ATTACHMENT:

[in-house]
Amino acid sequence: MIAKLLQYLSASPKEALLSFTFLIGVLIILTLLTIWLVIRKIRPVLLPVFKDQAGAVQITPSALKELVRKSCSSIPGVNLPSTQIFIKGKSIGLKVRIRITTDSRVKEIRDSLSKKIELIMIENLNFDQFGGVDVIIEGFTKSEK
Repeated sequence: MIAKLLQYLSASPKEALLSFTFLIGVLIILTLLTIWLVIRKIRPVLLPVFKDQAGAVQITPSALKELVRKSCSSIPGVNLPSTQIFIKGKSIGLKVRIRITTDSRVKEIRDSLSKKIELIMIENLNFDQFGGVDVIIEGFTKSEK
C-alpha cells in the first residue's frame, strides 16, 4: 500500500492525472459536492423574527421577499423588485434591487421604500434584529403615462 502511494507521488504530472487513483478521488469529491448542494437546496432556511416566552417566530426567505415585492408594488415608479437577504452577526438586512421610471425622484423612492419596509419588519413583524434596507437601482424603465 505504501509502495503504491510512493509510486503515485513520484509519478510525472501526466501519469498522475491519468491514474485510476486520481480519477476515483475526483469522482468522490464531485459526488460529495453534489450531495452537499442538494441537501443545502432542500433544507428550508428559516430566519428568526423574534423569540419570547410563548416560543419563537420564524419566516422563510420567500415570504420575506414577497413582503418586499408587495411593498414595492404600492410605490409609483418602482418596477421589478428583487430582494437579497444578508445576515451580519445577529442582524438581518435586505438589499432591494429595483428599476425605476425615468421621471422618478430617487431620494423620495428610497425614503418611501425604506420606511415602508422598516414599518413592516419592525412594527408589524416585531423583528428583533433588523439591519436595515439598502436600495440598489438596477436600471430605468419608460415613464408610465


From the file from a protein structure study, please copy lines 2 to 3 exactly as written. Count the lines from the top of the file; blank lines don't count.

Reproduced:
Amino acid sequence: MIAKLLQYLSASPKEALLSFTFLIGVLIILTLLTIWLVIRKIRPVLLPVFKDQAGAVQITPSALKELVRKSCSSIPGVNLPSTQIFIKGKSIGLKVRIRITTDSRVKEIRDSLSKKIELIMIENLNFDQFGGVDVIIEGFTKSEK
Repeated sequence: MIAKLLQYLSASPKEALLSFTFLIGVLIILTLLTIWLVIRKIRPVLLPVFKDQAGAVQITPSALKELVRKSCSSIPGVNLPSTQIFIKGKSIGLKVRIRITTDSRVKEIRDSLSKKIELIMIENLNFDQFGGVDVIIEGFTKSEK